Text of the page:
Today Google announced that it would be splitting Hangouts into two separate experiences; one that focuses on video conferencing in the form of Hangouts Meet, and another that focuses on text-based conversations in Hangouts Chat. If this sounds very familiar, it should – it’s exactly what Google did with Allo and Duo – which, by most metrics, appear to have failed rather spectacularly.

You can read all about Meet and Chat via the link above, but I’m going to hijack this post for my own selfish rant about the nonsense Google keeps pulling and how it’s hurting its


own audience by inundating the market with a bunch of half-baked ideas. I quote Andrew (via our Slack chat, ironically) when I say “We have Google Messages, Hangouts, Allo, Duo, Meets, and Chat – JUST TO COMMUNICATE.” And he’s right. Google has given us six separate apps that all do essentially the same thing, albeit with slight variations in user interface and functionality.

If Google really, really wanted to launch a messaging service to take on the likes of Slack and iMessage, it would release a single app that works on any platform, and refine it continually. Retaining customers is significantly easier than creating new ones, and asking users to install a new app every couple months when they’re used to one app that does the same thing is more of the former than the latter. Imagine if SuperCell made a new version of Clash of Clans every few months and launched a new app instead of simply updating the old one – probably wouldn’t garner nearly as much attention or user investment.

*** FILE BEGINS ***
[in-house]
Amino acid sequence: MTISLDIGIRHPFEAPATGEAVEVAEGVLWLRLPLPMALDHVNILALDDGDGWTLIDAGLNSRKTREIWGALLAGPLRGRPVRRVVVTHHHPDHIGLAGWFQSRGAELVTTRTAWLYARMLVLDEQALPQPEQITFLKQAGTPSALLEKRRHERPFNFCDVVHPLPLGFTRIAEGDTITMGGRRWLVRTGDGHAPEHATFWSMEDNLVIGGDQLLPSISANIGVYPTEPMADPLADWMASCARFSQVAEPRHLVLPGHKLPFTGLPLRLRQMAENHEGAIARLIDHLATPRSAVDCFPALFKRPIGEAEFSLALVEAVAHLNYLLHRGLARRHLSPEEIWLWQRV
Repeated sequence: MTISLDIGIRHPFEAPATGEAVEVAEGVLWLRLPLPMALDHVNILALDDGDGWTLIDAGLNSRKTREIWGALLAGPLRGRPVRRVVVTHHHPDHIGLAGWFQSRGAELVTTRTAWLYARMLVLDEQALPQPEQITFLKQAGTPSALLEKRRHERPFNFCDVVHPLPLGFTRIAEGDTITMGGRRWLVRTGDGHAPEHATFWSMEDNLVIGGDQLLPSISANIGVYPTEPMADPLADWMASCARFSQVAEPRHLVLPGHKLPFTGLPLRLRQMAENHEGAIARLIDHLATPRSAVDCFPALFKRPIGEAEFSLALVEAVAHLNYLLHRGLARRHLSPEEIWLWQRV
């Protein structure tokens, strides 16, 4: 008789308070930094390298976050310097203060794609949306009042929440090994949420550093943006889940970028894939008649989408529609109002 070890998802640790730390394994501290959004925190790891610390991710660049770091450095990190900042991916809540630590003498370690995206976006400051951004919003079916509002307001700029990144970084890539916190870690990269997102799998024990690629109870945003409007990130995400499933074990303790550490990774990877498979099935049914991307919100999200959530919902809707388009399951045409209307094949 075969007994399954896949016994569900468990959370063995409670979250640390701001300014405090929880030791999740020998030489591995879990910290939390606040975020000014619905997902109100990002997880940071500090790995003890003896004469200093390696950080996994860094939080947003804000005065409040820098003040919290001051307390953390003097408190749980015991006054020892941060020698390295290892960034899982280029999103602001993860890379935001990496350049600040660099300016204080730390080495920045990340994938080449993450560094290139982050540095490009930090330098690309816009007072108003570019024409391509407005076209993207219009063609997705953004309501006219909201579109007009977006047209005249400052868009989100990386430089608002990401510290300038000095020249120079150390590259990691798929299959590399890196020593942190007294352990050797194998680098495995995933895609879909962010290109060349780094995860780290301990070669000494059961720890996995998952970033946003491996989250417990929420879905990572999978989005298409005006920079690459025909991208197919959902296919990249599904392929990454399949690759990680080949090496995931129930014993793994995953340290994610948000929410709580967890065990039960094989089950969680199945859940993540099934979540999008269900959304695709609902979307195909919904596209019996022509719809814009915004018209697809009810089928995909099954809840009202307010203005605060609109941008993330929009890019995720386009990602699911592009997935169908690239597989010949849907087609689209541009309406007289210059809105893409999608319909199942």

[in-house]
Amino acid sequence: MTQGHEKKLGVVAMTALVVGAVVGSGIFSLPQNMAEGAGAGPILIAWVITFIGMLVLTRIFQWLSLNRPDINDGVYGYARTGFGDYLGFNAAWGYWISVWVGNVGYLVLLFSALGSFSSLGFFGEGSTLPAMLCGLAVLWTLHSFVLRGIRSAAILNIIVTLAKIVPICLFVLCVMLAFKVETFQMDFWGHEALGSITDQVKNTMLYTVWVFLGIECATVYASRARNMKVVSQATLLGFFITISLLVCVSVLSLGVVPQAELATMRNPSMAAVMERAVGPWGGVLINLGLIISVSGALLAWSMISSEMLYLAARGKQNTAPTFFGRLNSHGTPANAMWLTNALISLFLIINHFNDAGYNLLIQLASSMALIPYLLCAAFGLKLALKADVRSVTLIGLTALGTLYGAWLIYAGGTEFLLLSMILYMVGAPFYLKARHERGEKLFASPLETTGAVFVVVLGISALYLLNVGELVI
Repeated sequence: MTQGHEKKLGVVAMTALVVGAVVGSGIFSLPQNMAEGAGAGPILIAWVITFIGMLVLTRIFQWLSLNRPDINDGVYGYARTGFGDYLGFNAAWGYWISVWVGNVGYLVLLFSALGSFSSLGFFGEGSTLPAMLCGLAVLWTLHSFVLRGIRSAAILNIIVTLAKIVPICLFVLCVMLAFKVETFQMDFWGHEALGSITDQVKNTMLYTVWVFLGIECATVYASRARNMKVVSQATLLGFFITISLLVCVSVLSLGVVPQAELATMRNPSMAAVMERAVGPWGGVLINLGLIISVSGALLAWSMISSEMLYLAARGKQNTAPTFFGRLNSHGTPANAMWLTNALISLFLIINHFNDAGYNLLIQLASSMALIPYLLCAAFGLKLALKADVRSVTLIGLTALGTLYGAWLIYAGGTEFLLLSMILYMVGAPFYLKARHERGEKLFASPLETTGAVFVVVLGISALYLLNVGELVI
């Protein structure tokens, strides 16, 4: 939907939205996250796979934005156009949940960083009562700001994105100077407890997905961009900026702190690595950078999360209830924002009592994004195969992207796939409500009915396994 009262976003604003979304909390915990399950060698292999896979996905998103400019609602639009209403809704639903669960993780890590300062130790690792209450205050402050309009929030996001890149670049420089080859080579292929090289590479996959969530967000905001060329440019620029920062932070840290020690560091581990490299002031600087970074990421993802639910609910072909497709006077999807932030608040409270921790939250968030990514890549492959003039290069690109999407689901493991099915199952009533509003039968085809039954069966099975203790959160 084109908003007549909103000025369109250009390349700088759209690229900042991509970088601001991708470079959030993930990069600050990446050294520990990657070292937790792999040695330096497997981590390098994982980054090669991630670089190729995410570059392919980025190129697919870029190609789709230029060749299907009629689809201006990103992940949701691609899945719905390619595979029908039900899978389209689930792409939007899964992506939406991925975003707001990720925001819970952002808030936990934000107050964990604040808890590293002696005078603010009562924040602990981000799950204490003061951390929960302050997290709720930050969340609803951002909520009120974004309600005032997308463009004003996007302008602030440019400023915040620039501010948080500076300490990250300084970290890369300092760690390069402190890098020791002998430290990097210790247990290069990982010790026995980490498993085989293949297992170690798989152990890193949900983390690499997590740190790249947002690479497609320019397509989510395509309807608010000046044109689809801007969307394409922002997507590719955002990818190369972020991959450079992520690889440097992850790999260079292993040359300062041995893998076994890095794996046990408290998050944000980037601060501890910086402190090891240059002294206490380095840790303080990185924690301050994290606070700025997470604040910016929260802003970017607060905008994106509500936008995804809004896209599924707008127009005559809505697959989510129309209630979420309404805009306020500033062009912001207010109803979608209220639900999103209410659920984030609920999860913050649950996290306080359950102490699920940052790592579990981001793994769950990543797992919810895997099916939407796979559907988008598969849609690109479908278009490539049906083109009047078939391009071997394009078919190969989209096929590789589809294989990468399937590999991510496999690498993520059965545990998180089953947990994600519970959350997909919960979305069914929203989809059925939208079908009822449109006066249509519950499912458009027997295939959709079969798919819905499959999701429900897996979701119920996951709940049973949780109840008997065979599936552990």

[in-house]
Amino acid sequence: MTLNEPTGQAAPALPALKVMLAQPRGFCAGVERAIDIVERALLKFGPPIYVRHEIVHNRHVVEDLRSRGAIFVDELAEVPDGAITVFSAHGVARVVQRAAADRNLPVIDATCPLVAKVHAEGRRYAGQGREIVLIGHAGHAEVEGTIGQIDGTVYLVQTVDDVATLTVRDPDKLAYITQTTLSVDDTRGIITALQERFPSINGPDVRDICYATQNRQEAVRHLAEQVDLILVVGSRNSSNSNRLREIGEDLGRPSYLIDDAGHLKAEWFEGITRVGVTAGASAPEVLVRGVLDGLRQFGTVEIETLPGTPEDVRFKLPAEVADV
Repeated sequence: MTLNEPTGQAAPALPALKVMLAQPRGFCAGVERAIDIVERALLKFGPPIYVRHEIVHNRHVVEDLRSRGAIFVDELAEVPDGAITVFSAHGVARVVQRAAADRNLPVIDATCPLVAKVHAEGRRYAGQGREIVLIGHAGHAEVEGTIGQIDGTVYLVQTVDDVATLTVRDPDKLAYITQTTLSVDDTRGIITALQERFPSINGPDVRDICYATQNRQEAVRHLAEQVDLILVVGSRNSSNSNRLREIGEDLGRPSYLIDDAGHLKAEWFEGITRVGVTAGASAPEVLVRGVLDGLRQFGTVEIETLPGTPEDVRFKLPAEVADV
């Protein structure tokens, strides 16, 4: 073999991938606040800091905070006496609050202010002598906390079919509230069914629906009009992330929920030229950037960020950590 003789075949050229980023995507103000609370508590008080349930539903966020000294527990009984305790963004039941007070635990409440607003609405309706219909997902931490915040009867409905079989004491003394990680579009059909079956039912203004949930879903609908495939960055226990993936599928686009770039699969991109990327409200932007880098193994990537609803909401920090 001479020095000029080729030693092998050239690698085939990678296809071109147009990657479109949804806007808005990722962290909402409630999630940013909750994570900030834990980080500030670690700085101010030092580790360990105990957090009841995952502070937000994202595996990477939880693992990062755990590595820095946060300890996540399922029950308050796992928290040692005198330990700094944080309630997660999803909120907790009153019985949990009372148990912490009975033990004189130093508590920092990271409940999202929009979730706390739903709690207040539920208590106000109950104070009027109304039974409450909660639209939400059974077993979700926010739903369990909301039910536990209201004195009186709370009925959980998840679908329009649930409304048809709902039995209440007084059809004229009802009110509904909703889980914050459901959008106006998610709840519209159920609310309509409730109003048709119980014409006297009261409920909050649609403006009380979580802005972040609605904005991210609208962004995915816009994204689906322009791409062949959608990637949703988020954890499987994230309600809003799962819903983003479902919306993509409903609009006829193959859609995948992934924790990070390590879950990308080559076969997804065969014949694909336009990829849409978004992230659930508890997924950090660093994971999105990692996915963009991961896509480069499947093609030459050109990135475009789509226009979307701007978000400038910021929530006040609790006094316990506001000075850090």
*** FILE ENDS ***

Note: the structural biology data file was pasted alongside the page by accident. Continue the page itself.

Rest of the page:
So quit shooting yourself in the foot, Google. Get it together, get your teams on the same page, and give us a single, unified messaging service that is a true competitor to the countless other quality messaging apps out there.

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  1. I kind of think they are making all these different apps to see which one the masses of users will flock to. Google+ didn’t work, so they’re created a ton of other apps, hoping one will stick to the wall. If one does, then they’ll put all their resources behind it. They’re all trial apps, like I mentioned, to see which one “could” take off. Once they find that one, the others will die. Almost seems like a competition within Google to see which developer or team can come of the “One” that people like and will use going forward… Obviously none have taken off yet!

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